Few of Freyberg’s troops on Crete in the summer of 1941, however, matched his robustness. One brigade of regular British infantry had been brought direct from Egypt to garrison the island and was what the Germans called kampffähig – ‘combat fit’. The rest were fugitives from the Greek fiasco. Two brigades of the 2nd New Zealand Division – with which Freyberg, who had spent his youth in New Zealand, had a special affinity – were intact and also one Australian brigade. The rest of the 40,000 troops on the island were remnants, disorganised and many of them disheartened. All, moreover, lacked essential equipment. ‘Crete’, wrote the New Zealander Charles Upham (who was to end the war as a double VC), ‘was a pauper’s campaign, mortars without base plates, Vickers guns without tripods.’ A handful of tanks and a regiment’s worth of artillery had been brought to the island; but the defenders lacked most essential heavy equipment and, above all, aircraft. On 1 May there were only seventeen Hurricanes and obsolete biplane Gladiators on Crete, and all were to be withdrawn before the Germans arrived. Worst of all, the British defenders could not count on local assistance. Since the 5th Cretan Division had been mobilised for war against the Italians and had been captured on the mainland, the only Cretan soldiers left on the island were recruits and reservists, with one rifle between six and five rounds per rifle.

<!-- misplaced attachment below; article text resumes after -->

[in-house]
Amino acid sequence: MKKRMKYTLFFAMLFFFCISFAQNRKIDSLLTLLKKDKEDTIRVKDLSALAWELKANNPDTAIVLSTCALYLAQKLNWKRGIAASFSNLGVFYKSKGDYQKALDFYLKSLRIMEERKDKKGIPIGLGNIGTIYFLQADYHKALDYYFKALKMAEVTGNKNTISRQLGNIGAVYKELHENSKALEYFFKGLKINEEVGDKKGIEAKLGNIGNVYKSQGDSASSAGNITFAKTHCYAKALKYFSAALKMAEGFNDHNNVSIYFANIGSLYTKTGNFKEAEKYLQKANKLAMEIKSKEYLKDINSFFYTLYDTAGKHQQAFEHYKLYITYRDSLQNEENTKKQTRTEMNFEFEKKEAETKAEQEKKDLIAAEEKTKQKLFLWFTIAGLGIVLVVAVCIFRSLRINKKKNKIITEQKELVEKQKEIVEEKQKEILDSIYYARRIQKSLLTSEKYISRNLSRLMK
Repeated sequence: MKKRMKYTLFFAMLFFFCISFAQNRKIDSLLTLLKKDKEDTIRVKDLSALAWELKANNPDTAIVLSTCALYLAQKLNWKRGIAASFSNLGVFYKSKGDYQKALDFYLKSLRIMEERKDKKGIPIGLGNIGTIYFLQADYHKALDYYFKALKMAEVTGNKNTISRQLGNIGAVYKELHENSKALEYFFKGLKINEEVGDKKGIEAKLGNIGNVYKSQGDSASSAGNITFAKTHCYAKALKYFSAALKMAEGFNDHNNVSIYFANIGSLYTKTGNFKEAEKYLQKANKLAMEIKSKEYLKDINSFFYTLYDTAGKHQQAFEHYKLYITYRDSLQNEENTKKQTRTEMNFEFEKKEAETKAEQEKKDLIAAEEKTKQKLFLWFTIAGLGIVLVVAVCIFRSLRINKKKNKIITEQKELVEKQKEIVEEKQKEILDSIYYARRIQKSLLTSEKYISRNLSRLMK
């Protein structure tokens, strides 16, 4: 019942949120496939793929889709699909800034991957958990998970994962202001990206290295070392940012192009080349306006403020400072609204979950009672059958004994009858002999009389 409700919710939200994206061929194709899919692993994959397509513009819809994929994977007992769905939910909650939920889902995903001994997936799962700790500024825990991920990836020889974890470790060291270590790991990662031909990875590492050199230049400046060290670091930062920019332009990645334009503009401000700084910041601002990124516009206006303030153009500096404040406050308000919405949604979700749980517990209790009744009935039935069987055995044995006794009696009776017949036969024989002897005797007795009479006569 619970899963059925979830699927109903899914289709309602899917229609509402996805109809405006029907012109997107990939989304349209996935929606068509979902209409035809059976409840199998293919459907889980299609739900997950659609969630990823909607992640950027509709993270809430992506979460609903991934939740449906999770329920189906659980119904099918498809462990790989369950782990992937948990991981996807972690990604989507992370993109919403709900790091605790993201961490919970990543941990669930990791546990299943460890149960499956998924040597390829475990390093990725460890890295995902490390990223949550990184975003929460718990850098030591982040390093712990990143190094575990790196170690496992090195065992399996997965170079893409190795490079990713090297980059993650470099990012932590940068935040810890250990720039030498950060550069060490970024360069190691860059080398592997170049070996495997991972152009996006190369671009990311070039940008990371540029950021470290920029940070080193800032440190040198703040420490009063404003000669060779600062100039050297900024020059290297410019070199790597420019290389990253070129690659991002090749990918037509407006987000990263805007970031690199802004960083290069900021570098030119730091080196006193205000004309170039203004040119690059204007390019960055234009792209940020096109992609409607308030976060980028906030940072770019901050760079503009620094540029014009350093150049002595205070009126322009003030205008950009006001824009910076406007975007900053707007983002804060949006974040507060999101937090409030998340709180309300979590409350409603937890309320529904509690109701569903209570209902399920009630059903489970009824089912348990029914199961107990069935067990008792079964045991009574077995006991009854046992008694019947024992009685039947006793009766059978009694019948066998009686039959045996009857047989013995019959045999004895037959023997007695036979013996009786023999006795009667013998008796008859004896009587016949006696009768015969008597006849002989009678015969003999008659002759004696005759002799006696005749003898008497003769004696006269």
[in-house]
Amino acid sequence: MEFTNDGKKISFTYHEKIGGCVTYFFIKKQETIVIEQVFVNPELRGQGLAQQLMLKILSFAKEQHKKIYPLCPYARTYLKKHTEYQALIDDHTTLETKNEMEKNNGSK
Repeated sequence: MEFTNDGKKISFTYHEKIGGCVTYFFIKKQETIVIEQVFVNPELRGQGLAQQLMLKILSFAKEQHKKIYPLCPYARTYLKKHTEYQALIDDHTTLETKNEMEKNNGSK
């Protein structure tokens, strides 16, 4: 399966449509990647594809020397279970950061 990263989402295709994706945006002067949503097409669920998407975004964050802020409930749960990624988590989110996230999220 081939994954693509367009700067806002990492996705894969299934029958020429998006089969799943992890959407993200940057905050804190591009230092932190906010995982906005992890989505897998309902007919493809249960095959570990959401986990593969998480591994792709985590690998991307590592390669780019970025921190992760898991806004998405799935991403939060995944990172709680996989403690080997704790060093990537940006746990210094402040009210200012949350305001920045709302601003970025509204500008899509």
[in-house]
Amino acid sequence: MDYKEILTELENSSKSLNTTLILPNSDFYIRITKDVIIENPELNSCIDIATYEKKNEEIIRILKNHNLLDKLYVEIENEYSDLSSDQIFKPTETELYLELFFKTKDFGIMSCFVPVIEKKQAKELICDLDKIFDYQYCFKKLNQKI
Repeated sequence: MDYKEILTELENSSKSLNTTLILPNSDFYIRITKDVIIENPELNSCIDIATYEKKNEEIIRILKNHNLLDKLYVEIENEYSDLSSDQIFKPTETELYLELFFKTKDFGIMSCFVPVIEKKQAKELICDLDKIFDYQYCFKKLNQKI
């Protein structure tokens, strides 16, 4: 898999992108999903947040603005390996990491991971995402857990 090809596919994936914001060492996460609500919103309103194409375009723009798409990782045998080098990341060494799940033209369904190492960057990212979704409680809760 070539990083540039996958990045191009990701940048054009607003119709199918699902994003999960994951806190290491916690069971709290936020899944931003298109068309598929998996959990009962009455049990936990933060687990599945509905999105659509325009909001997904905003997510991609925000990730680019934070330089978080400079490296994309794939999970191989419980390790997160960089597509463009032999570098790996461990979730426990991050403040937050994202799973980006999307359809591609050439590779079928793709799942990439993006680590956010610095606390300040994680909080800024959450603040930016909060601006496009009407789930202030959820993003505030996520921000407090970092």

The role of Ultra

Crete nevertheless might and perhaps ought to have been held; for, unbeknown to the Germans, their intentions were betrayed to the British well before the first parachutists had emplaned. The whole logic of an airborne operation was thereby compromised from the start. Like the proponents of armoured warfare and strategic bombing, the military parachutist pioneers had conceived their operational theory in reaction to the trench warfare they had witnessed in the First World War. It was the self-betrayal of the effort needed to mount a trench-breaking offensive which had affronted them: the laborious assembly of men and material, the ponderous and protracted process of preliminary bombardment, the agonised inching forward across no-man’s land through barbed-wire barriers and earthwork zones. The bombing enthusiasts had reacted to that spectacle with the argument that high explosive was better delivered against the centres of production from which the enemy’s artillery and machine-gun defences were supplied. The apostles of armoured warfare had argued – and in 1939-40 demonstrated – that deep defences were best overcome by launching against them a weapon impervious to the firepower the defenders deployed. The military parachutists proposed an intermediate but even more arresting alternative: to overarch ground defences by airpower which would deliver aggressive infantrymen at the soft spots immediately behind the enemy’s front, his headquarters, communication centres and supply points. It was a brilliantly daring leap of strategic imagination; but its success rested on the precondition that the enemy remain unaware of the stroke poised against him – otherwise the parachutists committed to deliver it would suffer the same (if not worse) fate as the infantrymen of the trenches going over the top against the enemy alerted by the preliminary bombardment. Their helplessness during descent, the necessary lightness of the equipment they would use to fight if they survived, doomed them to undergo appalling losses against defenders who had been warned of their approach.